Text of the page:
, 109 (2) (317 SE2d 196
) (1984). While the investigator's testimony about the statement in question certainly encompassed the substance of the summary, it went well beyond it by providing, among other things, a material element of the charged armed robbery, that is, the "use of an offensive weapon." OCGA 16-8-41
(a). What was revealed did not comply with OCGA 17-7-210
According to Wallin v. State, 248 Ga. 29
, 31(5) -32 (279 SE2d 687
) (1981), the next inquiry is whether the admission of the statement at trial was harmful.
Although there was other substantial evidence at trial of Dickey's guilt, I am unable to say with reasonable certainty that no harm resulted from the state's unexplained failure to obey the straightforward statutory requirement of disclosure. Reed v. State, 163 Ga. App. 364
, 365 (2) (295 SE2d 108
) (1982). To rule otherwise would be to fail to recognize the impact of a criminal defendant's own admissions upon the jury. It may very well make the difference to a juror even where, in our view, the evidence absent the statement is overwhelming. Moreover, retreat to a position of "harmless error" based on nearly conclusive other evidence would allow the state to skimp to a skeleton on the divulgence mandated by the legislature, deprive the defendant of information he is entitled to, and secure a conviction with the added evidence as insurance to persuade, however immeasurably, the factfinder. Such would render the requirement empty and meaningless in at least some cases, and we would have to divine in which cases it made a difference for the jury.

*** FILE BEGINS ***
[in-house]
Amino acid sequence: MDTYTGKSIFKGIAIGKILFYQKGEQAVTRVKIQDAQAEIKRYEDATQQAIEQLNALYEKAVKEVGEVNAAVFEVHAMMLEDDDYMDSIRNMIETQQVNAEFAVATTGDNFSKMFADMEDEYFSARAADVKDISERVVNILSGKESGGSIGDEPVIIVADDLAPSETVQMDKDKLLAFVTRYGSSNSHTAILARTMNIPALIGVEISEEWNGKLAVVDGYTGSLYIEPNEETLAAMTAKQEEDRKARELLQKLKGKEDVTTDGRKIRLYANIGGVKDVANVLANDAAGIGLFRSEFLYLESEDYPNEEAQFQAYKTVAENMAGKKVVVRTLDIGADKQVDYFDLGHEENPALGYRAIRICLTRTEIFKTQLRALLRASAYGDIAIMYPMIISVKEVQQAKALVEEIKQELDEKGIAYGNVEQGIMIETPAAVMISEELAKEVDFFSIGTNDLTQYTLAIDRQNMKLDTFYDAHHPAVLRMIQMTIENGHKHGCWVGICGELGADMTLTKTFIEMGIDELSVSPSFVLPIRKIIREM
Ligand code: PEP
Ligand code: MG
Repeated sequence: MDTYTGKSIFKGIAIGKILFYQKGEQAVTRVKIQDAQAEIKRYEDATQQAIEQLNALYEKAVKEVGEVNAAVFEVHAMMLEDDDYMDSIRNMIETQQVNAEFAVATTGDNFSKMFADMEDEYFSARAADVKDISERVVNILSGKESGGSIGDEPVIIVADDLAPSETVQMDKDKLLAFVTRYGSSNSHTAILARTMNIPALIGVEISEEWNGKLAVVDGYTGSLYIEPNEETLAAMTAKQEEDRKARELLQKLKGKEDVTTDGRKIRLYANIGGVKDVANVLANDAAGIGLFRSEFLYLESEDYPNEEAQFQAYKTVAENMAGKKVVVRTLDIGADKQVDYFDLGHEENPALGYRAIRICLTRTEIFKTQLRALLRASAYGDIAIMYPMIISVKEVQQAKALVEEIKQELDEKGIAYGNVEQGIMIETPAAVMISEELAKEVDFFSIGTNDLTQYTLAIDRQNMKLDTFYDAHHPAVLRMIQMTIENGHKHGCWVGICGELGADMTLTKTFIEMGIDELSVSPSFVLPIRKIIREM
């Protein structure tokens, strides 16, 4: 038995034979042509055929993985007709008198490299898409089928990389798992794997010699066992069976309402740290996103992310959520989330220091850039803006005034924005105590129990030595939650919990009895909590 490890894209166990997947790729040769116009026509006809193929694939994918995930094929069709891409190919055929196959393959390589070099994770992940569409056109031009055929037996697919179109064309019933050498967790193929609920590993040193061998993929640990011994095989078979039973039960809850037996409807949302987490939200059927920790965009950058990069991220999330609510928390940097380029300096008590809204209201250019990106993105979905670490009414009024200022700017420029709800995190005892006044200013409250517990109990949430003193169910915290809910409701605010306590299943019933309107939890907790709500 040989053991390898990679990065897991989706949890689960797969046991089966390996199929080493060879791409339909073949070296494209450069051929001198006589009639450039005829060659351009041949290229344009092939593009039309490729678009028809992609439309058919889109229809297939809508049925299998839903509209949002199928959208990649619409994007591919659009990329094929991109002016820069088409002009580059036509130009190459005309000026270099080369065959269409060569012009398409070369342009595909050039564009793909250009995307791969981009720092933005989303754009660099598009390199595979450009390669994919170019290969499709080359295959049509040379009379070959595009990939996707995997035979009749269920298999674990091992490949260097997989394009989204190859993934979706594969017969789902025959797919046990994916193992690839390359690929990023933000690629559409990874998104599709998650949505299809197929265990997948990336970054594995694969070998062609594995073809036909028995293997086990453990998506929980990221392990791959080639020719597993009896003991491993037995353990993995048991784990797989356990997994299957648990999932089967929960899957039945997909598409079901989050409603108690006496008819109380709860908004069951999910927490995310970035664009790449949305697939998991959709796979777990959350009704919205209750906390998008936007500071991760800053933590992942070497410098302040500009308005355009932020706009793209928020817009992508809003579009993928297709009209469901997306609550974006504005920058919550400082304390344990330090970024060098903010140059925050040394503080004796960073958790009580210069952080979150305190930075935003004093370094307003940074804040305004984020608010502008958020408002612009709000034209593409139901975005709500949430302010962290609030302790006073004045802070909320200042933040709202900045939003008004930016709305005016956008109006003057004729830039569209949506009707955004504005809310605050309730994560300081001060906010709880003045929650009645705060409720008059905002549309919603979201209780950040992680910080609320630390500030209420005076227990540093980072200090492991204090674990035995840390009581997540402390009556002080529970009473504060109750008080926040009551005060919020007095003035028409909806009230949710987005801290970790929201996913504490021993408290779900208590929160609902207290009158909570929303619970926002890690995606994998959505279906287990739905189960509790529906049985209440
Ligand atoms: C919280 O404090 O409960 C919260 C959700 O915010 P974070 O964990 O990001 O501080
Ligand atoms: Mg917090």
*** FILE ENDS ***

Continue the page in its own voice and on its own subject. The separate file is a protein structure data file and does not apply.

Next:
Exclusion is mandated by the legislature. This sanction against the state is expressly provided by the statute and is couched in words that compel non-introduction of the fuller statement into the trial. This is not a judicially-created exclusionary rule. Thus the courts should not allow the avoidance of the statute's clear directives by a liberal application of the judicially-conceived "harmless error" rule. The majority recognizes that the statute was violated twice, first by the state in failing to provide the entire statement and then by the trial court in not excluding the statement. Yet the dual non-compliance is excused by the conclusion that it did not affect the outcome.
I believe the trial court erred in not granting the defendant a new trial because of the admission into evidence of a statement concerning which the state contravened OCGA 17-7-210
. For "[t]he courts may grant new trials in all cases when any material evidence may be illegally admitted to or illegally withheld from the jury over the objection of the movant." OCGA 5-5-22
. Upon a retrial the custodial statement in question would be usable if the statute has then been complied with; otherwise not. Reed v. State, supra at 365 (2).
I am authorized to state that Judge Benham joins in this dissent.
Robert E. Wilson, District Attorney, Barbara Conroy, Assistant District Attorney, for appellee.